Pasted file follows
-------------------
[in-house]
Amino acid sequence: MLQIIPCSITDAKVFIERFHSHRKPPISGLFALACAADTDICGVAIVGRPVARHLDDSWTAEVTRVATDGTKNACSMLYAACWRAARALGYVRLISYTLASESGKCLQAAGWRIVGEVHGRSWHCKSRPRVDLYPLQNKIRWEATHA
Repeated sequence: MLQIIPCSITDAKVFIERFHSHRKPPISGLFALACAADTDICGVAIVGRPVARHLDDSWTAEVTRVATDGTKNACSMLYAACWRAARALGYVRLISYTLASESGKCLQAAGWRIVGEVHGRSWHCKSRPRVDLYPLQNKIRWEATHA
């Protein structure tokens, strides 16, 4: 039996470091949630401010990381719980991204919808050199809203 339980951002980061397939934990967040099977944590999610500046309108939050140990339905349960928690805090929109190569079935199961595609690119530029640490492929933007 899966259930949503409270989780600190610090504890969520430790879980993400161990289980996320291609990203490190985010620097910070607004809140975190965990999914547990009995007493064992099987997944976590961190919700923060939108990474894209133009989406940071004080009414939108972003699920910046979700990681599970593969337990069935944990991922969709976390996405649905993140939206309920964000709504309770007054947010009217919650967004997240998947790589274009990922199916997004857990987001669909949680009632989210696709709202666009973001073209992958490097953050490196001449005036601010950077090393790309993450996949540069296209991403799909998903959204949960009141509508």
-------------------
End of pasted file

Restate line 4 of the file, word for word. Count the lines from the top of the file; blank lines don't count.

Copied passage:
């Protein structure tokens, strides 16, 4: 039996470091949630401010990381719980991204919808050199809203 339980951002980061397939934990967040099977944590999610500046309108939050140990339905349960928690805090929109190569079935199961595609690119530029640490492929933007 899966259930949503409270989780600190610090504890969520430790879980993400161990289980996320291609990203490190985010620097910070607004809140975190965990999914547990009995007493064992099987997944976590961190919700923060939108990474894209133009989406940071004080009414939108972003699920910046979700990681599970593969337990069935944990991922969709976390996405649905993140939206309920964000709504309770007054947010009217919650967004997240998947790589274009990922199916997004857990987001669909949680009632989210696709709202666009973001073209992958490097953050490196001449005036601010950077090393790309993450996949540069296209991403799909998903959204949960009141509508």